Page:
After scampering around through weeds and over low whitewashed concrete walls for the best points of view, I slowed down and noticed the noise. I was aiming up the Kochansko stream’s valley in an attempt to document how the green hills fold together like fingers of two hands clasped together when I noticed the sound from all sides. Not the buzz of summer insects moving from dry weed to dry weed indecisively, but of hammering and sawing and wood splitting.
Less than ten kilometers to the south east of Kochani is a smaller town called Vinica or Vinizza (sounds like “pizza”). On one of their hills are the remains of Vinichko Kale, a stone fortress that has given up rich evidence of pre Christian and early Christian occupation--so this area has been populated since before Christ, over 2000 years. Yet on the top of the hill I was on, I could hear the work of construction. Amazing. A place a hundred times or more older than my own country was still in the process of becoming. On all sides of me saws whined and hammers plam plam plammed against nails.
Thirteen years ago I arrived in Kochani for the first time. I was a 130 pound package of despondency--my relationship with Julia was on the rocks. It was starving and emaciated and I didn’t know why--I didn’t have the courage to ask, fearing asking would hasten an answer. It was one hot summer afternoon that I decided to get off my ass and take my camera around town. I’d seen some white object on top of the city’s western hill and thought I ought to investigate. If this was going to be my town, I ought to know what was there. I still don’t understand the paradox of approaching an object on a hill and losing complete sight of it. I guess as one approaches, objects between the eye and the goal become larger in perspective and seem to rise and block the view. I think I learned in science class in high school that this is called parallax. The thing you are looking for seems to move or in this case, hide, as you move closer.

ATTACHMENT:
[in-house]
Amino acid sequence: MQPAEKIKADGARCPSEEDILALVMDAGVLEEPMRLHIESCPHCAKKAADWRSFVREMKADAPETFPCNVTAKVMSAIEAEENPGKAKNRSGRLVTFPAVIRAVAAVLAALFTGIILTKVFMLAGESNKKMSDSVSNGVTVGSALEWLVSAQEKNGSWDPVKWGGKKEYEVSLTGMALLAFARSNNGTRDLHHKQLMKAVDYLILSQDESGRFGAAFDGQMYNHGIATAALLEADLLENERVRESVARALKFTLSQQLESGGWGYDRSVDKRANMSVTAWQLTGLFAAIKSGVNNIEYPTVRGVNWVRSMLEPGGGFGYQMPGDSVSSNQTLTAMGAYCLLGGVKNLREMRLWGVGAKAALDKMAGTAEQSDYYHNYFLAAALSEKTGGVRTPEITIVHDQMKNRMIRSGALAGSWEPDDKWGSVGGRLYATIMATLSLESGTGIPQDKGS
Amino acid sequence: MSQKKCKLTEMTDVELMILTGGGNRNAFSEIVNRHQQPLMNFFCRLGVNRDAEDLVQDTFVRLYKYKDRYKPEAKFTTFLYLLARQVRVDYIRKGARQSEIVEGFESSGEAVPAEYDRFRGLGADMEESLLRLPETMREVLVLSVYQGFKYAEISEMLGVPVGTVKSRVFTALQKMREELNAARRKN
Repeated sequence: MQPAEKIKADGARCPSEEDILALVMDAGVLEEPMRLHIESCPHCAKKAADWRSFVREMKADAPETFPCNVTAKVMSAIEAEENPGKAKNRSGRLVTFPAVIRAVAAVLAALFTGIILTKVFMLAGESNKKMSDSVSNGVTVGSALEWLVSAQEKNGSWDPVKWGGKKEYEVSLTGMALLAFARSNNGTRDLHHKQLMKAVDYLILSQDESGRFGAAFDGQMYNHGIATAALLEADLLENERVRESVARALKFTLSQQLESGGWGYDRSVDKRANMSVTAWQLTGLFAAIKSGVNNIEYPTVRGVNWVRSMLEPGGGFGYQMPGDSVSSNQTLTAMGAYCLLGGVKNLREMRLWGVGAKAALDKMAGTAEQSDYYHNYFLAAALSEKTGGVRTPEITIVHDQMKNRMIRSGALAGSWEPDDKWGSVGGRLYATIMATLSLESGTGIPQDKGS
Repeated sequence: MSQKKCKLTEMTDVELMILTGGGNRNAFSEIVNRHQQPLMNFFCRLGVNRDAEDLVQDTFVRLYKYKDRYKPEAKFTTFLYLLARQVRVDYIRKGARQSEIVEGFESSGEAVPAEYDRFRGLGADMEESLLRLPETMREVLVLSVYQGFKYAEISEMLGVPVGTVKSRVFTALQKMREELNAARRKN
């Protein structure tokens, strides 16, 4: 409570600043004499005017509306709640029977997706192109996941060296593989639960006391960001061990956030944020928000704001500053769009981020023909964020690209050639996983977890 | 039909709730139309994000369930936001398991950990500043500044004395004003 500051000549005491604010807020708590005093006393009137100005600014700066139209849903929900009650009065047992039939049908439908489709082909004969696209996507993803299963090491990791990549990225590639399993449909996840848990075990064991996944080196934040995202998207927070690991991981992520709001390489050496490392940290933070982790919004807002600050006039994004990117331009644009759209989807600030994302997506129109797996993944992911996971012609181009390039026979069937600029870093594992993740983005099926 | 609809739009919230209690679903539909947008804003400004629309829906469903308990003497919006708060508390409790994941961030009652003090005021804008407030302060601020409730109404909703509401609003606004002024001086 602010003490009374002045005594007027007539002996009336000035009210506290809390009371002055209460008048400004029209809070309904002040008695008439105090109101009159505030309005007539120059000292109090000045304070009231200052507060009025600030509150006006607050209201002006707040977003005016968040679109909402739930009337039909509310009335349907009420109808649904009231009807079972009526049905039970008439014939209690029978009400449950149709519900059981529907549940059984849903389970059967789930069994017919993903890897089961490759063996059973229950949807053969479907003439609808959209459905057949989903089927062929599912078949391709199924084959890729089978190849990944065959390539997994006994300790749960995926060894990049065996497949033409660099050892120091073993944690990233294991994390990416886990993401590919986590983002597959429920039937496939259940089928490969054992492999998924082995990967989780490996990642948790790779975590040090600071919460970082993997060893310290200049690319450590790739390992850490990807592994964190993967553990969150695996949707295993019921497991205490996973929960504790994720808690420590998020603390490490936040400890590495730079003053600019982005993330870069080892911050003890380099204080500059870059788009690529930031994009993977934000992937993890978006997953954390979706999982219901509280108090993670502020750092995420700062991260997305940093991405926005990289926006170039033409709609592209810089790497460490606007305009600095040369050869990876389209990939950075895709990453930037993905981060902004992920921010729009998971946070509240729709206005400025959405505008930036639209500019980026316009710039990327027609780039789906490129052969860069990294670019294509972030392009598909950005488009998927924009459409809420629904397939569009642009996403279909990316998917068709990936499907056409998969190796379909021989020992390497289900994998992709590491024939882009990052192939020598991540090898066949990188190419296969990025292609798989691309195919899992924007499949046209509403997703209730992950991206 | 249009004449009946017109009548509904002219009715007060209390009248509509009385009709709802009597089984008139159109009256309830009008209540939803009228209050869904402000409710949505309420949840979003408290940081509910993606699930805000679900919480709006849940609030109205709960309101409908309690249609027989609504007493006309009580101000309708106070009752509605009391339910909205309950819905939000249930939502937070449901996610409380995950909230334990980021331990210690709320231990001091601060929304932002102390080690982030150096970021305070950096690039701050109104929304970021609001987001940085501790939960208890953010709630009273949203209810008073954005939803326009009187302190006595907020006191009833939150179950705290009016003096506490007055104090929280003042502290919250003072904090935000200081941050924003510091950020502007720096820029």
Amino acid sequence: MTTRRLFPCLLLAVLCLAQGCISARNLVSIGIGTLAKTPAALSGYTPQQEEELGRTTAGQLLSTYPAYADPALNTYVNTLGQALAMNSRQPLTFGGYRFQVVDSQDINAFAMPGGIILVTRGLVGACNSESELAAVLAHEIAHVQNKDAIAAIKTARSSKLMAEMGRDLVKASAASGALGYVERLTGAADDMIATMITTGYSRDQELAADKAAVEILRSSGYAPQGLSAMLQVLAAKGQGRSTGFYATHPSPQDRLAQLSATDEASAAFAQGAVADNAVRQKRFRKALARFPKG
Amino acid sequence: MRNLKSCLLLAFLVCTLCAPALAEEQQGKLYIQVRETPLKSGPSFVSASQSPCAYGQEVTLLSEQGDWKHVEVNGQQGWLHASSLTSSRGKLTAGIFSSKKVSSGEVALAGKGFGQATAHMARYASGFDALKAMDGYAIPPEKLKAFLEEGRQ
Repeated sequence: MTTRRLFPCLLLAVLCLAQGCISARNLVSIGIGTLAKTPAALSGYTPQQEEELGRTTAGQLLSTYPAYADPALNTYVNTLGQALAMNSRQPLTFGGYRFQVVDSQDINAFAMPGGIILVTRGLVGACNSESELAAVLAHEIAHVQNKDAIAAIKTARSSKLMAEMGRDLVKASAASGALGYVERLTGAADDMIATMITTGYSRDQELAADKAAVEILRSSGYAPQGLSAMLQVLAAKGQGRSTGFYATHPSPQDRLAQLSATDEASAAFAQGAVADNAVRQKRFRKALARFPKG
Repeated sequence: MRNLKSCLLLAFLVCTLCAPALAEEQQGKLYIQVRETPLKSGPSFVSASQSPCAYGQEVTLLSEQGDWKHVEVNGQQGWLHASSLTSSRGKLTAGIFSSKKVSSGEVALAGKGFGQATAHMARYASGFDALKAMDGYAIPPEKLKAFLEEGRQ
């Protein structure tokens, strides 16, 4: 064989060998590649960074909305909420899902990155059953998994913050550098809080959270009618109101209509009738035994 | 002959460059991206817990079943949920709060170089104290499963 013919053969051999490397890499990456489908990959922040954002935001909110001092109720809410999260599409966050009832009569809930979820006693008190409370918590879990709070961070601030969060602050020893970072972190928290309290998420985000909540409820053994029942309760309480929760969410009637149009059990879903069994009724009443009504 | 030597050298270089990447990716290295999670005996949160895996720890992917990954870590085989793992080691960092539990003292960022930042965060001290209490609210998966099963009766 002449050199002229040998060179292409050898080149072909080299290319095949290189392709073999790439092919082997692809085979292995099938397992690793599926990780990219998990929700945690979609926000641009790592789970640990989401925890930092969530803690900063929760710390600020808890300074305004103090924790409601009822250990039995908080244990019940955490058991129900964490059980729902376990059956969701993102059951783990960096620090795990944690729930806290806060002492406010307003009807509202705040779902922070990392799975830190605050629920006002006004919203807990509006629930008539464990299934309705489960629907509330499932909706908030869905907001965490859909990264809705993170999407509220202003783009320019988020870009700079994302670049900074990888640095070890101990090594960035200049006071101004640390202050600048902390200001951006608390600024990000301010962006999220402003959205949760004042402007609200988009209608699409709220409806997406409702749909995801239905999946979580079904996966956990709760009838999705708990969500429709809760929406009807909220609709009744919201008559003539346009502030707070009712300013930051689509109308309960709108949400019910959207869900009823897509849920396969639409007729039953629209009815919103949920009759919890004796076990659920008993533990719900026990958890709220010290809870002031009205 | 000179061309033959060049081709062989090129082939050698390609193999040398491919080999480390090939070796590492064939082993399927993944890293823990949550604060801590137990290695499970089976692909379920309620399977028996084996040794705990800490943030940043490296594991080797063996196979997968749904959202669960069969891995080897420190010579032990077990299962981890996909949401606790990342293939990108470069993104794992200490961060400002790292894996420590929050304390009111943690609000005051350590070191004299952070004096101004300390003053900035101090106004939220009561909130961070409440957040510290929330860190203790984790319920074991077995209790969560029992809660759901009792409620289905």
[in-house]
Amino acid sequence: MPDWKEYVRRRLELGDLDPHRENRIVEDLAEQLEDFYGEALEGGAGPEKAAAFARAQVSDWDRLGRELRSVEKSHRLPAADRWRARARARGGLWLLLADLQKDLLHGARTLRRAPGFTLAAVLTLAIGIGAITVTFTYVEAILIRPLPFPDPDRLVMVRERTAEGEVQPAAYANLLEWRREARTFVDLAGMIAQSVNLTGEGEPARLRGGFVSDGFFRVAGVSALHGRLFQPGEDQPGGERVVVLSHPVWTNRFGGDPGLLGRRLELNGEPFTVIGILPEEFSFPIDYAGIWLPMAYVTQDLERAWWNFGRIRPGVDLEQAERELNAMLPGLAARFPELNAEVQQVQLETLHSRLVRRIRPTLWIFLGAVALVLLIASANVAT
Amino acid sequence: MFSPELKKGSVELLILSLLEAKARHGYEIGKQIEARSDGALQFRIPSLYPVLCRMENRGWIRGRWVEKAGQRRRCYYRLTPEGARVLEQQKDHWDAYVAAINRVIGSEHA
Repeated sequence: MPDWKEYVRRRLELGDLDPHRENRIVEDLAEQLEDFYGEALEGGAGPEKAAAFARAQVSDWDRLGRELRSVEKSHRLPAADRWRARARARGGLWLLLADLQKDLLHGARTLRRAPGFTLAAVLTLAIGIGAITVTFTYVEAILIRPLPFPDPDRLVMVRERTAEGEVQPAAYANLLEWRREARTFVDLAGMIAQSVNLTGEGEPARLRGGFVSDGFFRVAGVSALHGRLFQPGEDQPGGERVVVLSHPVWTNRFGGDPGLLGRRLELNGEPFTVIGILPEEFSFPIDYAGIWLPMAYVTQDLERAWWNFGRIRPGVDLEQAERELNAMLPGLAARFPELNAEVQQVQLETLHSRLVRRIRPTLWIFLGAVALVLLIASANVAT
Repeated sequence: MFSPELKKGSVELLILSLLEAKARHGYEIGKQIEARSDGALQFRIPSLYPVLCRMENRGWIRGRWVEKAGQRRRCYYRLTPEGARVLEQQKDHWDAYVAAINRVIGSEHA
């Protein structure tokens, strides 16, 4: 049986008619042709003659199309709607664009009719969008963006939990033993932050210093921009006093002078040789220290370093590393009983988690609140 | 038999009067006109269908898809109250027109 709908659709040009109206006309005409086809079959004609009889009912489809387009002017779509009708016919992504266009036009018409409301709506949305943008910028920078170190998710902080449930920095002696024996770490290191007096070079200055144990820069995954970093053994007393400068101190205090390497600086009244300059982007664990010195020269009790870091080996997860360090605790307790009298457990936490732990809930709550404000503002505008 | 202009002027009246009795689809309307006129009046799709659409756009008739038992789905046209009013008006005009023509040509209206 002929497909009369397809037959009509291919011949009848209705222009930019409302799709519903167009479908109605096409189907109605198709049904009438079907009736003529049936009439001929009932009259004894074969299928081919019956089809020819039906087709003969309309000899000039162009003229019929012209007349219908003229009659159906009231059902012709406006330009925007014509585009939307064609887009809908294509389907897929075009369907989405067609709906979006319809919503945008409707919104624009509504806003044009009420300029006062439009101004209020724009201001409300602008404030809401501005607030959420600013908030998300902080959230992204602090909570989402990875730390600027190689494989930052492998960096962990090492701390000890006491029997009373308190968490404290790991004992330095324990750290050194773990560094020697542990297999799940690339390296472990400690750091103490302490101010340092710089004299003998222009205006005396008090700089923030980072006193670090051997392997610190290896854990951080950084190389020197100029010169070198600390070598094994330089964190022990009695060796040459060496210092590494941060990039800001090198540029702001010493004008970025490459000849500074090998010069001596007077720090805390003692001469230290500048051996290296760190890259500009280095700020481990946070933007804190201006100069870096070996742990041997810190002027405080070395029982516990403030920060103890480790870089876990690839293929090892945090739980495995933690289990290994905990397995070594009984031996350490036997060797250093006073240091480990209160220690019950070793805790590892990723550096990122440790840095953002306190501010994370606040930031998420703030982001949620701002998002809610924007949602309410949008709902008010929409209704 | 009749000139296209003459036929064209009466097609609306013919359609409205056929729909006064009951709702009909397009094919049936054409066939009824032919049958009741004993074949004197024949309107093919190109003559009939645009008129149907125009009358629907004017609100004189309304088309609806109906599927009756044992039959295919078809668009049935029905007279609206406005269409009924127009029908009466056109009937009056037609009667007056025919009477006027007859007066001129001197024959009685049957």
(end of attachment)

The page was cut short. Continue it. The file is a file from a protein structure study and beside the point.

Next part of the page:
After weaving thorough a maze of one lane roads between houses built on the hillside, one roof level with the next house’s foundation, I finally located my target. Thirteen years ago the war memorial had already begun its decline. I wasn’t sure if photographing it would be perceived as a tribute to its original intention or as a westerner’s documentation of the decline of a former socialist state. There were plenty of people who believed in me and in my role as a Peace Corps Volunteer come to “do good,” but there were also a loud number of detractors who let me know their belief. I was part of an aggressor empire. My country had schemed and executed a sinister plan to destroy the world’s third most powerful nation. The third most powerful, but also the world’s first most peaceful, prosperous, and benevolent state. They wanted nothing to do with me and they approached me every damn day to tell me about myself and my ignorance of history.
I ended up not taking any pictures of the memorial, not necessarily out of my great political sensitivity, but because from up so close to the structure, it wouldn’t all fit in the frame of the camera. Standing there puzzled and frustrated I heard a low clank, clank, clank sound. I turned around and three donkeys were slowly making their way across the dry grass of the hilltop. I know nothing about farm animals and I remember wondering what these animals were doing out alone without some kind of supervision. I guess I thought of them as large dogs off their leashes. Not like they would bite anyone, but wouldn’t they wander off? Would they return home? I still don’t know a thing about animals. But as the donkeys wandered past me they formed a perfect staggered line, the third one from me was a neck ahead of the first, the second ahead of the first by a head. Click, and they were mine.